In this paper, the generation of relativistic electron mirrors (REM) and the reflection of an ultra-short laser off the mirrors are discussed, applying two-dimension particle-in-cell simulations. REMs with ultra-high acceleration and expanding velocity can be produced from a solid nanofoil illuminated normally by an ultra-intense femtosecond laser pulse with a sharp rising edge. Chirped attosecond pulse can be produced through the reflection of a counter-propagating probe laser off the accelerating REM. In the electron moving frame, the plasma frequency of the REM keeps decreasing due to its rapid expansion. The laser frequency, on the contrary, keeps increasing due to the acceleration of REM and the relativistic Doppler shift from the lab frame to the electron moving frame. Within an ultra-short time interval, the two frequencies will be equal in the electron moving frame, which leads to the resonance between laser and REM. The reflected radiation near this interval and corresponding spectra will be amplified due to the resonance. Through adjusting the arriving time of the probe laser, a certain part of the reflected field could be selectively amplified or depressed, leading to the selective adjustment of the corresponding spectra.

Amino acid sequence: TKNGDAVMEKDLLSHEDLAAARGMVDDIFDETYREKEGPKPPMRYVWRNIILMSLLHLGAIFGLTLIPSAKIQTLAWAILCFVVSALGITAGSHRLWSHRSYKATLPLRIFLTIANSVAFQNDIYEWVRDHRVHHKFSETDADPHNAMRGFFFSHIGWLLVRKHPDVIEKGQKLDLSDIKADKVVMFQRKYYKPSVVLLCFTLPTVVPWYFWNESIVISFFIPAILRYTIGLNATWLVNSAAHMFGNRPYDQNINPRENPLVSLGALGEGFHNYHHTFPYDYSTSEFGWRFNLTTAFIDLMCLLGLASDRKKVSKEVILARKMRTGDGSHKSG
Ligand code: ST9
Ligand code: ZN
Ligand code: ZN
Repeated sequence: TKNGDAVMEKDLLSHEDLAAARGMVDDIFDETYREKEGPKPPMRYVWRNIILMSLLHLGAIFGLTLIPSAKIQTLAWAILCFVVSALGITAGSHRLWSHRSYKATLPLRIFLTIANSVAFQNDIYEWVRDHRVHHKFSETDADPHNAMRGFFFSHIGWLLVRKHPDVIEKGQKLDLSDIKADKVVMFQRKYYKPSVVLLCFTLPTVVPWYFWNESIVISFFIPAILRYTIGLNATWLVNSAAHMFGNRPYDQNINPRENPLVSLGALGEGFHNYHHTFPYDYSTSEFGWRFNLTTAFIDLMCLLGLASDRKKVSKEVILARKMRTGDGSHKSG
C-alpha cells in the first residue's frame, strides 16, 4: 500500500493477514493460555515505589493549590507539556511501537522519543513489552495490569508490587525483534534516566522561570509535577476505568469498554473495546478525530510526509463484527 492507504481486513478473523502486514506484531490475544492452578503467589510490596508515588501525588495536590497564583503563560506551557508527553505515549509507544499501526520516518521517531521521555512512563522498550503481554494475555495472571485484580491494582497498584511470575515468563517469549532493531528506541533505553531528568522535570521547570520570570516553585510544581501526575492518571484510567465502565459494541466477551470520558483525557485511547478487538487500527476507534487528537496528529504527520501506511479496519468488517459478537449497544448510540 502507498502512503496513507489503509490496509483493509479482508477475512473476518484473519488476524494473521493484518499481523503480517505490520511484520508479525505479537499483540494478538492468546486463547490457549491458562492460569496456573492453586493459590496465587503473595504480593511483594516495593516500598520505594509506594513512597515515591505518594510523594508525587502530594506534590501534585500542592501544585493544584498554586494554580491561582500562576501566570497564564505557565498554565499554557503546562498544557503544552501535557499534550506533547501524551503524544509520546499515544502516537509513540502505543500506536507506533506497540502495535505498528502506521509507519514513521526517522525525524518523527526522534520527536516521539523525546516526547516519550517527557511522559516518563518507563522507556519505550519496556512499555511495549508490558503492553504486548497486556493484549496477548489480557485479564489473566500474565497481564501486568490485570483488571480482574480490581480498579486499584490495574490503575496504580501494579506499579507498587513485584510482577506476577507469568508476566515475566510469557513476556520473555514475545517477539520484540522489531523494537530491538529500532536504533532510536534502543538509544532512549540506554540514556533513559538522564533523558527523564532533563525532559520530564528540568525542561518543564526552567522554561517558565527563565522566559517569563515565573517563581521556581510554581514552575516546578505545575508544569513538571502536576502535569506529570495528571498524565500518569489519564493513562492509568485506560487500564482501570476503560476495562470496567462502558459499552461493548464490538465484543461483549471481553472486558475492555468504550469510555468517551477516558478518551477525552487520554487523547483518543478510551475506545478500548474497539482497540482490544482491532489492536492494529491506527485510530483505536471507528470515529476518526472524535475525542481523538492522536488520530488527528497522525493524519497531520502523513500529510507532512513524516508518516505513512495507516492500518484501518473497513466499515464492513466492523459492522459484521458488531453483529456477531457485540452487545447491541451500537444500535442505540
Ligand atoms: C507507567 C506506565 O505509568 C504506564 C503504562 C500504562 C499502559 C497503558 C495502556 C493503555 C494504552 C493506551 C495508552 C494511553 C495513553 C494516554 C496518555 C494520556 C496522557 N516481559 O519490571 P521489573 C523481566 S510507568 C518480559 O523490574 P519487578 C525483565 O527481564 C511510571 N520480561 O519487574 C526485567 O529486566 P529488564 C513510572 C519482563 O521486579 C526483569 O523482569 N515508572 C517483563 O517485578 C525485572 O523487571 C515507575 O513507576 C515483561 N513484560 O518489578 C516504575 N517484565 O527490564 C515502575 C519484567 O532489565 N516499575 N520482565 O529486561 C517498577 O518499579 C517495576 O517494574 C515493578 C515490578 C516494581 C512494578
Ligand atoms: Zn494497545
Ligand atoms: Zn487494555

Antibiotics are designed to affect gut microbiota and subsequently gut homeostasis. However, limited information exists about short- and long-term effects of early antibiotic intervention (EAI) on gut homeostasis (especially for the small intestine) of pigs following antibiotic withdrawal. We investigated the impact of EAI on specific bacterial communities, microbial metabolites and mucosal immune parameters in the small intestine of later-growth-stage pigs fed with diets differing in CP levels. Eighteen litters of piglets were fed creep feed with or without antibiotics from day 7 to day 42. At day 42, pigs within each group were offered a normal- or low-CP diet. Five pigs per group were slaughtered at days 77 and 120. At day 77, EAI increased Enterobacteriaceae counts in the jejunum and ileum and decreased Bifidobacterium counts in the jejunum and ileum (P < 0.05). Moreover, tryptamine, putrescine, secretory immunoglobulin (Ig) A and IgG concentrations in the ileum and interleukin-10 (IL-10) mRNA and protein levels in the jejunum and ileum were decreased in pigs with EAI (P < 0.05). At day 120, EAI only suppressed Clostridium cluster XIVa counts in the jejunum and ileum (P < 0.05). These results suggest that EAI has a short-term effect on specific bacterial communities, amino acid decarboxylation and mucosal immune parameters in the small intestine (particularly in the ileum). At days 77 and 120, feeding a low-CP diet affected Bifidobacterium, Clostridium cluster IV, Clostridium cluster XIVa and Enterobacteriaceae counts in the jejunum or ileum (P < 0.05). Moreover, feeding a low-CP diet increased the concentrations of Igs in the jejunum and decreased pro-inflammatory cytokines levels in the jejunum and ileum (P < 0.05). At day 120, feeding a low-CP diet increased short-chain fatty acid concentrations, reduced ammonia and spermidine concentrations and up-regulated genes related to barrier function in the jejunum and ileum (P < 0.05). These results suggest that feeding a low-CP diet changes specific bacterial communities and intestinal metabolite concentrations and modifies mucosal immune parameters. These findings contribute to our understanding on the duration of the impact of EAI on gut homeostasis and may provide basis data for nutritional modification in young pigs after antibiotic treatment.